OK, so is this new tool the perfect thing? Hmm, I still need to get used to it and many of my customers and co-workers seem to have the same feeling. Probably we all just have to get used to the new download page and have to get familiar with the search options, however I know there are several issues and enhancements that are being worked on (like the problems for people in France that have some difficulties to get access to the patches).

If you want to know more about downloading patches through the new system, have a look at the FAQ page that got created for this (this page will probably updated when some additional questions will be asked frequently).

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java.exe, java.exe, java.exe and java.exe

Ron van Herk

December 19, 2006 7:25 am



Task Manager

I recently had a customer that had some problems with his ZENworks install on Windows, one of the java processes on the server was generating lots of connections to eDirectory. The unfortunate thing on Windows is that when you have a look at Task Manager it shows several instances of java.exe it however doesn’t tell you what each of these processes are.

There are some debug java utilities within the JDK however these are not too easy to use, so I had a look to see if there was an easy way to find out what each of the java.exe instances where doing. I ended up using the process explorer from Sysinternals, it’s a great tool that shows exactly what each of the java processes does.

Process Explorer

So, in case you ever wonder what java.exe, java.exe, java.exe and java.exe are doing…….

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ZPM 6.3 available

Ron van Herk

December 4, 2006 2:18 pm




A few weeks ago Shaun already wrote about the next ZENworks Patch Management release, ZENworks 7 Patch Management powered by PatchLink Update 6.3.
PatchLink already released their 6.3 release two months ago but unfortunately there where some issues that made Novell decide to hold the release and get these issues fixed prior to releasing the Novell branded version to our customers. Well, finally it’s out and available on our download page. For those people that might want to read the documentation, also the online documentation is updated.

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Moderating comments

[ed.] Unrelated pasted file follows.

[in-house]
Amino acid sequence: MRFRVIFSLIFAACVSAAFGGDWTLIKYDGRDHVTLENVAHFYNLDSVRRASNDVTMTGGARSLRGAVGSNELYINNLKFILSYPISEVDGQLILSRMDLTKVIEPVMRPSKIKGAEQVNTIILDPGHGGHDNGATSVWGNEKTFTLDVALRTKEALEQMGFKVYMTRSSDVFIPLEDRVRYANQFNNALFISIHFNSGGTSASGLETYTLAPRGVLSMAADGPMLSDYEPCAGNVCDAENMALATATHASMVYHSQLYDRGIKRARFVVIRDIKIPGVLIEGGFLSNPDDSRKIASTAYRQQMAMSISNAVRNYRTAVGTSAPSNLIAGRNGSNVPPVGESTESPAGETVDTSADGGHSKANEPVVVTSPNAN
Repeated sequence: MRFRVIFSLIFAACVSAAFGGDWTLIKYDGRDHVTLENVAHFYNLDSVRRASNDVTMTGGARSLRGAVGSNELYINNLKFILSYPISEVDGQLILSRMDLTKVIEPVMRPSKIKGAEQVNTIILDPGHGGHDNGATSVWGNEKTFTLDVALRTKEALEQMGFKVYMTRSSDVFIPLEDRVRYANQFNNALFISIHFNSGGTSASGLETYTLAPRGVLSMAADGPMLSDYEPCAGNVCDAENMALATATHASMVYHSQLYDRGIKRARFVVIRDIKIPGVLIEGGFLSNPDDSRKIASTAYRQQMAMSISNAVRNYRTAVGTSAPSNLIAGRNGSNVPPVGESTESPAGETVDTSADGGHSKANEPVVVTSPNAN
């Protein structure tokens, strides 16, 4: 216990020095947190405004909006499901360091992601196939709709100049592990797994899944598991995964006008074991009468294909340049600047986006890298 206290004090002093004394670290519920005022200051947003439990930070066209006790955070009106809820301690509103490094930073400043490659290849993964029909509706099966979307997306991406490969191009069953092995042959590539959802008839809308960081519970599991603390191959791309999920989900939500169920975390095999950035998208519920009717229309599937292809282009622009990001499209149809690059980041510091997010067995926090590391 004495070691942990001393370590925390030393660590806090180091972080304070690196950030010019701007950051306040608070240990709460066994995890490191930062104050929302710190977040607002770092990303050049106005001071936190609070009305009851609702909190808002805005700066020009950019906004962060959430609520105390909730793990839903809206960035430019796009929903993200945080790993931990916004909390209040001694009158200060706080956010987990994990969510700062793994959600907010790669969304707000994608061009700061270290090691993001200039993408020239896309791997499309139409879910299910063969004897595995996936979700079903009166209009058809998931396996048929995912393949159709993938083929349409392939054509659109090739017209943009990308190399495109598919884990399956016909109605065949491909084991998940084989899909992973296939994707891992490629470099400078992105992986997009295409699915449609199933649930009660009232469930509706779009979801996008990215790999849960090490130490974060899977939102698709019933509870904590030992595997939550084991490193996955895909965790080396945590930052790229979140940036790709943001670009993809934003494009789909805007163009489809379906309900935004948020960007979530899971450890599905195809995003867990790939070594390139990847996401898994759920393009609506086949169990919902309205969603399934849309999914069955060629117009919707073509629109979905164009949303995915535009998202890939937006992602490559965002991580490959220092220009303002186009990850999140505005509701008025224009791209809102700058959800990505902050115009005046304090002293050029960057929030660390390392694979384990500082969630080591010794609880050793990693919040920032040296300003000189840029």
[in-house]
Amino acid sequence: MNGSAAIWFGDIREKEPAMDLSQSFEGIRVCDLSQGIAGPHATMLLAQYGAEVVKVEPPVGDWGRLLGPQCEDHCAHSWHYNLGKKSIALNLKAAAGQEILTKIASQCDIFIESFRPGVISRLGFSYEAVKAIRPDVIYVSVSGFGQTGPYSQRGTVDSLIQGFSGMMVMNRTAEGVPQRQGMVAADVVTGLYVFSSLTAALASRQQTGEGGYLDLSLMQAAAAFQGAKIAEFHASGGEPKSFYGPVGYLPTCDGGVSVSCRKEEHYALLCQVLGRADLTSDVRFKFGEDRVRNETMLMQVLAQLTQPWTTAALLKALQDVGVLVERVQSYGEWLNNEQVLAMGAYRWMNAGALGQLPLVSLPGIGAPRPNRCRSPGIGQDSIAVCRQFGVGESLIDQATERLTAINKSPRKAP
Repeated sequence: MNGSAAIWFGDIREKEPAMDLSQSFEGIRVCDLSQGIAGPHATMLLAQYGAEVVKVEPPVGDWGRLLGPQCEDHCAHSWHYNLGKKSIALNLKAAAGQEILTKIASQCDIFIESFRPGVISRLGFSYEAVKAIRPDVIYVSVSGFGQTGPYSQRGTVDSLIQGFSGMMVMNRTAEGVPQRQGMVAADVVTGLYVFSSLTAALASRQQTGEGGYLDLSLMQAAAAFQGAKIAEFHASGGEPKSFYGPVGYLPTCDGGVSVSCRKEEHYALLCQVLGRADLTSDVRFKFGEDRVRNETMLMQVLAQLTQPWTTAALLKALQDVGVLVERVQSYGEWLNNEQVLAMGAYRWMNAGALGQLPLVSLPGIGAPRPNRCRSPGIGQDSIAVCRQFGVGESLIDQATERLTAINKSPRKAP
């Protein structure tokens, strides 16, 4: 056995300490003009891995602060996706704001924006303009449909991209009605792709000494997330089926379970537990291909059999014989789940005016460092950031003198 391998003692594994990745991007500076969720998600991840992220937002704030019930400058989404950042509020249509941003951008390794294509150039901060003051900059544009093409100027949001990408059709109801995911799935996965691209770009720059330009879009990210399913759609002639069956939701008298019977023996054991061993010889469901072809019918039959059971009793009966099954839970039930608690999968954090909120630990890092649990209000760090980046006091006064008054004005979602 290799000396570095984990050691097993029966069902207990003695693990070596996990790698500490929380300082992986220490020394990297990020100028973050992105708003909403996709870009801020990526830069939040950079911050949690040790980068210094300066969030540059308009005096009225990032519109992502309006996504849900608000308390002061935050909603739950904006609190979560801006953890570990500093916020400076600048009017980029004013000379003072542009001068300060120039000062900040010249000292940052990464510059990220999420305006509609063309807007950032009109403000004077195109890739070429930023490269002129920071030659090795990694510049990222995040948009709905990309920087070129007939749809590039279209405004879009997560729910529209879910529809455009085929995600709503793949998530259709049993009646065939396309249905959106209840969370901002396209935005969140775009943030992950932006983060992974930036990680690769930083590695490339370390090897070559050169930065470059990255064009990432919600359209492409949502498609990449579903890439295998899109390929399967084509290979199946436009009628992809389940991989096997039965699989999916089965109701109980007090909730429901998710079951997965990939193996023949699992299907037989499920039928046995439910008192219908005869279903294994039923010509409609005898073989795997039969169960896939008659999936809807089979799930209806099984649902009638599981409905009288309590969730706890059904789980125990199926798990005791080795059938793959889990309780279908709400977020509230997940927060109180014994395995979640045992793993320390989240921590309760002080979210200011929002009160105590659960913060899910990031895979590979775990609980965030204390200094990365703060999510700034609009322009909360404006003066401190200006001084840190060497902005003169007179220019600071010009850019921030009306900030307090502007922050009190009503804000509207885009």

Ron van Herk

December 2, 2006 1:01 pm



Full Trash
A few months ago, Martin Buckley posted a blog post about “Comments and our editorial policy”, within his post Martin indicated we try to be very open with our comments – and our policy on accepting comments. Moderating the blog comments mainly means taking out the Spam posts that we get in, fortunately many of these are recognized automatic but still we take out a fair amount of spam posts manually.

Besides spam, our general policy is to be very open in allowing people to provide their comments. It’s important to have people with different opinions providing feedback, some people might like a certain decision while others might disagree. Feedback is useful as it shows us what people think about what we do, however sometimes I question what to do with comments people provide. I just saw the following comment:

Stupid Novell, you’ll pay the price you deserve!

This specific comment was one of the comments that got in as a reaction on the “Ubuntu’s Open Week – and openSUSE” post from Andreas Jaeger. I understand people might have different opinions on certain issues, people have different backgrounds, different jobs, different culture, different thoughts about what happens at Novell. Does this justify a post like this? I don’t think it does.

If you disagree with something, explain why you disagree. If you just want to rant, wait for another day and tell us why you wanted to do so.

Comments please……

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Working at Novell?

Ron van Herk

December 1, 2006 3:13 am




Anyone with ZENworks knowledge that would like to work at the Support Center in the Netherlands?

We are trying to extend our ZENworks support team, Novell Support is growing and as a result of that we need someone additional for the team I’m working for. We just need to find the right person for the job, some ZENworks knowledge and if possible with some additional language skills. If you are interested take a look at the job description.

Do you think working at Novell might be interesting but you are not into ZENworks or you don’t want to live in the Netherlands, have a look at the career page for other jobs in the US or EMEA.

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Winners and losers in the New Linux World

Ron van Herk

November 17, 2006 7:14 am



Linux Watch

Last week I wrote down my thoughts about the response on the Novell – Microsoft agreement. Well, a week has passed and people have had some time to think about what this cooperation really means. Today I saw a nice post from Steven J. Vaughan-Nichols on Linux-Watch, “Winners and losers in the New Linux World”. The article discusses how the Linux business (yes, Linux and Open Source are business, also Red-Hat does make some money ;-)) is changing and what this might mean for Linux and for companies like Novell, Oracle, Red-Hat and Microsoft. Interesting reading from a Linux & Open Source Editor that took some time to think…

So, what does it all mean? Rather than make a snap judgment I decided to sit, wait and watch before trying to make sense of it all. Now, I’m ready to give you my two-cents on who are the winners and losers in this post-deal Linux world.